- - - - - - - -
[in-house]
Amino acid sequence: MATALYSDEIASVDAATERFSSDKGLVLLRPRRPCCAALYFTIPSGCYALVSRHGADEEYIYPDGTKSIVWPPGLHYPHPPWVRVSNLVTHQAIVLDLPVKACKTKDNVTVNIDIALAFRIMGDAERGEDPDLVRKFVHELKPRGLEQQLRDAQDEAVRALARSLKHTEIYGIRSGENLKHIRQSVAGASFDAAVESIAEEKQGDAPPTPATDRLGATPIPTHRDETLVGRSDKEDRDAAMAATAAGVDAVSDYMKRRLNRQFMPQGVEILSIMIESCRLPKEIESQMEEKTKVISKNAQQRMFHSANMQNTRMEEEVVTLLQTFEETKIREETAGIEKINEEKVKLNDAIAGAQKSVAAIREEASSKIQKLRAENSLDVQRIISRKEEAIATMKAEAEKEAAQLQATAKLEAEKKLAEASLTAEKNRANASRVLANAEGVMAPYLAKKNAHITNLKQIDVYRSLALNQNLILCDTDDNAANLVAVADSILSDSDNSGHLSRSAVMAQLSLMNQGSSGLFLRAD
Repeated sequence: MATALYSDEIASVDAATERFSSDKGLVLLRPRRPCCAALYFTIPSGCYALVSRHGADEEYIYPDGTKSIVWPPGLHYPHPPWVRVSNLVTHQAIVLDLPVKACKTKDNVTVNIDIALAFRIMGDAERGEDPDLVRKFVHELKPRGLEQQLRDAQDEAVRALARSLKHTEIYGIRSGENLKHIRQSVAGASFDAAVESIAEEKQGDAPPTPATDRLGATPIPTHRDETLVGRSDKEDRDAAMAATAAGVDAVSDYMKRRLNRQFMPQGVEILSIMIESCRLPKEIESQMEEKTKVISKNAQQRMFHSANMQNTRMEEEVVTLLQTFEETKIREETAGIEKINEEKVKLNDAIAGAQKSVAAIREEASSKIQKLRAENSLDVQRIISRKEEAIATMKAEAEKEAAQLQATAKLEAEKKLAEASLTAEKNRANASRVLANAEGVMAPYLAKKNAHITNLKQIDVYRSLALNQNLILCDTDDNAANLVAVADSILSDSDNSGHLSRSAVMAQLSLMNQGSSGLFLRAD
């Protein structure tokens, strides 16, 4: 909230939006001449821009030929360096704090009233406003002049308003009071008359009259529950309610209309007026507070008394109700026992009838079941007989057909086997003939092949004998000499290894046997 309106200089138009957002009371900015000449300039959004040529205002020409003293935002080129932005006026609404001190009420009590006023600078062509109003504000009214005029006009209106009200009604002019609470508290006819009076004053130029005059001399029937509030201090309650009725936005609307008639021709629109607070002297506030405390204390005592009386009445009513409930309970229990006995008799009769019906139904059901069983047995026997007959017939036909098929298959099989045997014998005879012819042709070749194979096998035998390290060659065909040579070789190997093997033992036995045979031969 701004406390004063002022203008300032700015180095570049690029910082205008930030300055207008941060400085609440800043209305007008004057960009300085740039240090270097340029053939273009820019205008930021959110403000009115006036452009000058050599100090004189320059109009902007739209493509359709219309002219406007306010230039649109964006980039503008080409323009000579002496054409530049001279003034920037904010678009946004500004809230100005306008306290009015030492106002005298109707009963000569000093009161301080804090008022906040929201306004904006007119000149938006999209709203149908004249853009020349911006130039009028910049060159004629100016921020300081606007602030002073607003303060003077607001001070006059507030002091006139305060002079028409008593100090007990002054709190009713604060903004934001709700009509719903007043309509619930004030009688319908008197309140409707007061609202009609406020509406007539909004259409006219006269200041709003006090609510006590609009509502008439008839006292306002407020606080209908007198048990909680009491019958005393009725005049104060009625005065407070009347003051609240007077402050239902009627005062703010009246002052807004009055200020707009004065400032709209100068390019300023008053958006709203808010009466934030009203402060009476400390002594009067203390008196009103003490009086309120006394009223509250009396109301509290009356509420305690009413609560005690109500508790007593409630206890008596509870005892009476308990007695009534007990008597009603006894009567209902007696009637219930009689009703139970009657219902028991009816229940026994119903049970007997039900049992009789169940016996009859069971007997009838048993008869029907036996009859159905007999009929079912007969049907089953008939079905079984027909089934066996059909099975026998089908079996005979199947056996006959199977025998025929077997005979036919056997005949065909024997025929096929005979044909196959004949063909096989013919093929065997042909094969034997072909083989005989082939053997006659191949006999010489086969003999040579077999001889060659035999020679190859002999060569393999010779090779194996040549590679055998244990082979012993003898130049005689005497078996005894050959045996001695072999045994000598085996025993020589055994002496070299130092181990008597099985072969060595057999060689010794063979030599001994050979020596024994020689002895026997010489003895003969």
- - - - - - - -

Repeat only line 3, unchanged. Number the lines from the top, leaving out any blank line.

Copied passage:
Repeated sequence: MATALYSDEIASVDAATERFSSDKGLVLLRPRRPCCAALYFTIPSGCYALVSRHGADEEYIYPDGTKSIVWPPGLHYPHPPWVRVSNLVTHQAIVLDLPVKACKTKDNVTVNIDIALAFRIMGDAERGEDPDLVRKFVHELKPRGLEQQLRDAQDEAVRALARSLKHTEIYGIRSGENLKHIRQSVAGASFDAAVESIAEEKQGDAPPTPATDRLGATPIPTHRDETLVGRSDKEDRDAAMAATAAGVDAVSDYMKRRLNRQFMPQGVEILSIMIESCRLPKEIESQMEEKTKVISKNAQQRMFHSANMQNTRMEEEVVTLLQTFEETKIREETAGIEKINEEKVKLNDAIAGAQKSVAAIREEASSKIQKLRAENSLDVQRIISRKEEAIATMKAEAEKEAAQLQATAKLEAEKKLAEASLTAEKNRANASRVLANAEGVMAPYLAKKNAHITNLKQIDVYRSLALNQNLILCDTDDNAANLVAVADSILSDSDNSGHLSRSAVMAQLSLMNQGSSGLFLRAD